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Young-Kwon Lim, Siegfried D. Schubert, Oreste Reale, Myong-In Lee, Andrea M. Molod, and Max J. Suarez

) that many previous studies have not emphasized. The analysis of the runs is geared to better understanding the atmospheric response determining the TC activity over the North Atlantic with a particular focus on the atmospheric instability over the TC genesis region, the thermodynamic and radiative balance, the low-level fluxes and circulation, and the mean climate state response. The organization of the paper is as follows. Section 2 describes the GEOS-5 model and the experimental design. The

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Yohei Yamada and Masaki Satoh

model parameters, in spite of the upper cloud spread in the tropics. They argued by using a simple mechanistic model that the reduction of the convective mass flux resulting from global warming decreases the IWP. Such a decrease in IWP is also different from the response analyzed for the relatively coarse-resolution climate models ( Zelinka et al. 2012b ). It is unknown whether these differences result from the different treatments of convective clouds (i.e., explicit versus parameterized). The

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Gabriele Villarini, David A. Lavers, Enrico Scoccimarro, Ming Zhao, Michael F. Wehner, Gabriel A. Vecchi, Thomas R. Knutson, and Kevin A. Reed

the Hadley Centre Sea Ice and Sea Surface Temperature dataset (HadISST); Rayner et al. 2003 ]. The GCM run by CMCC builds on ECHAM5 ( Roeckner et al. 2003 ) with the same resolution employed in the CMCC model fully coupled model ( Scoccimarro et al. 2011 ): a spectral T159 horizontal resolution, corresponding to a Gaussian grid of about 0.75° × 0.75°, and a vertical resolution with 31 hybrid sigma-pressure levels with top at 10 hPa. The convection parameterization is based on the mass flux

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Enrico Scoccimarro, Silvio Gualdi, Gabriele Villarini, Gabriel A. Vecchi, Ming Zhao, Kevin Walsh, and Antonio Navarra

Convection Scheme (UWShCu) ( Bretherton et al. 2004 ; Zhao et al. 2009 ). The choice of a less intrusive convection scheme is motivated by a desire to allow the large-scale resolved-scale convection to do much of the work. The CMCC model is ECHAM5 ( Roeckner et al. 2003 ) implemented with a T159 horizontal resolution, corresponding to a Gaussian grid of about 0.758° × 0.758° with 31 hybrid sigma-pressure levels with top at 10 hPa. The parameterization of convection is based on the mass flux concept

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Michael Wehner, Prabhat, Kevin A. Reed, Dáithí Stone, William D. Collins, and Julio Bacmeister

mass flux, leading to a decrease in tropical storm frequency, and that a uniform increase in SST increases atmospheric stability together with an additional decrease in the upward mass flux, also leading to a decrease in tropical storm frequency. This paper explores in detail the tropical storm statistics of a single model, the Community Atmospheric Model version 5.1 (CAM5.1), at two different horizontal resolutions in the four U.S. CLIVAR HWG idealized configurations and provides insight into the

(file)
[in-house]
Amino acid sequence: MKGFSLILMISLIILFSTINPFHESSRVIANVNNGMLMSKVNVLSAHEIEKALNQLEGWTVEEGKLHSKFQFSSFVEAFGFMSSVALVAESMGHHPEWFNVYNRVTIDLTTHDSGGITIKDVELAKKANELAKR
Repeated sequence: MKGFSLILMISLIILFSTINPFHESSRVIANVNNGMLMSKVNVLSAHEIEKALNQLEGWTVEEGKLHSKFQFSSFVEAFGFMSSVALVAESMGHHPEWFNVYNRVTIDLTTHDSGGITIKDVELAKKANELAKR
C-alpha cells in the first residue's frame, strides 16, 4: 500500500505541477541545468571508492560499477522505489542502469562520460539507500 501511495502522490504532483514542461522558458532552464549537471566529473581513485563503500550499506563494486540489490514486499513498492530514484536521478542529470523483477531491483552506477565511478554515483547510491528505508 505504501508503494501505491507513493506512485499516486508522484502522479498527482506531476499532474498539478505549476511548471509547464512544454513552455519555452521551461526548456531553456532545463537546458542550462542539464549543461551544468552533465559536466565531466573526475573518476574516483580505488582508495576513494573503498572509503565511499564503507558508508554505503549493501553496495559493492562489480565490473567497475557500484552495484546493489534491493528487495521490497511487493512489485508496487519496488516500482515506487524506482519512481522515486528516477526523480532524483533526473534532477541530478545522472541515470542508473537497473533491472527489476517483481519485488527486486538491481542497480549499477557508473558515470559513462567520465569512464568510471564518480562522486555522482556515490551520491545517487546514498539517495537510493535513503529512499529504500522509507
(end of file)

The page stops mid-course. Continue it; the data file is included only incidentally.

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Wei Mei, Shang-Ping Xie, and Ming Zhao

the model output described below, only the observed track data between 1979 and 2008 are used. b. Simulated TC tracks We use output from a 25-km-resolution version of the High Resolution Atmospheric Model (HiRAM) to study the variability of TC activity in response to observed SSTs. We note that Emanuel and Sobel (2013) recently suggested that climate model simulations forced only with observed SSTs may not produce correct surface fluxes and correct surface wind speeds and may thereby influence

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Christina M. Patricola, R. Saravanan, and Ping Chang

in tropical Atlantic variability . J. Climate , 15 , 3280 – 3290 , doi: 10.1175/1520-0442(2002)015<3280:ADSOTR>2.0.CO;2 . DeMaria , M. , J.-J. Baik , and J. Kaplan , 1993 : Upper-level eddy angular momentum flux and tropical cyclone intensity change . J. Atmos. Sci. , 50 , 1133 – 1147 , doi: 10.1175/1520-0469(1993)050<1133:ULEAMF>2.0.CO;2 . Dunstone , N. J. , D. M. Smith , B. B. B. Booth , L. Hermanson , and R. Eade , 2013 : Anthropogenic aerosol forcing of Atlantic

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Suzana J. Camargo, Michael K. Tippett, Adam H. Sobel, Gabriel A. Vecchi, and Ming Zhao

than in the simulated NTC. Fig . 13. Box plot of the difference in NTC per year (Southern Hemisphere July–June season) in future scenarios normalized by the mean NTC per hemisphere in the climatological simulation in the (a) Southern and (b) Northern Hemisphere. a. Vertical velocity and convective precipitation Held and Zhao (2011) argued that changes in genesis in HiRAM in different future scenarios followed changes in the mean vertical motion, reflecting changes in convective mass fluxes. Zhao

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